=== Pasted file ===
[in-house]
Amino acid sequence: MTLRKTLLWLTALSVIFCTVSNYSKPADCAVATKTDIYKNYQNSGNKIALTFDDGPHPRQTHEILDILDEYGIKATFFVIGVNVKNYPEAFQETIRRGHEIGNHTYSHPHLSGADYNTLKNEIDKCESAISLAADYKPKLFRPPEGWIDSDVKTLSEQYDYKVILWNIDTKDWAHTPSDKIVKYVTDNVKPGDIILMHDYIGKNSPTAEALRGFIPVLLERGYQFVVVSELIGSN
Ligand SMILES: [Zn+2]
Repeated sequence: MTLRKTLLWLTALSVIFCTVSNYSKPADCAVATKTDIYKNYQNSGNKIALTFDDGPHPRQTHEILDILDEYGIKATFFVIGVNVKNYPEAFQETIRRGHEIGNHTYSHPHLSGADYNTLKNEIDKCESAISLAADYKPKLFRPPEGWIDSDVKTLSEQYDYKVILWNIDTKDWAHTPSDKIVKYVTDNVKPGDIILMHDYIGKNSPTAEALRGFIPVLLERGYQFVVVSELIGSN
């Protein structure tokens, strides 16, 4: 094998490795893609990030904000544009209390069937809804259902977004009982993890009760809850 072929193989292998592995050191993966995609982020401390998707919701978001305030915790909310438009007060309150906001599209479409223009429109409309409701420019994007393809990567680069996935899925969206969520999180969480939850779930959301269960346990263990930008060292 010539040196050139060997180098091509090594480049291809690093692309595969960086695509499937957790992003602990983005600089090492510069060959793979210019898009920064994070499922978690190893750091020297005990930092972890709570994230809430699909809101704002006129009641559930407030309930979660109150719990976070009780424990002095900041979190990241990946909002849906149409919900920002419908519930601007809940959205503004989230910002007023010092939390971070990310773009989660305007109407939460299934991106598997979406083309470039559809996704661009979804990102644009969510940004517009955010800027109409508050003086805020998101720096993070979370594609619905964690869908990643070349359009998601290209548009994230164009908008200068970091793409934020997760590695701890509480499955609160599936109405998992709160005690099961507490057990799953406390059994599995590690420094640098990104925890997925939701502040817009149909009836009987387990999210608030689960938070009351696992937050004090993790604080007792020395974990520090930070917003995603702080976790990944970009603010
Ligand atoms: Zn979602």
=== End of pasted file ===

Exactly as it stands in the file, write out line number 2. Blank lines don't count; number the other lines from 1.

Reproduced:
Amino acid sequence: MTLRKTLLWLTALSVIFCTVSNYSKPADCAVATKTDIYKNYQNSGNKIALTFDDGPHPRQTHEILDILDEYGIKATFFVIGVNVKNYPEAFQETIRRGHEIGNHTYSHPHLSGADYNTLKNEIDKCESAISLAADYKPKLFRPPEGWIDSDVKTLSEQYDYKVILWNIDTKDWAHTPSDKIVKYVTDNVKPGDIILMHDYIGKNSPTAEALRGFIPVLLERGYQFVVVSELIGSN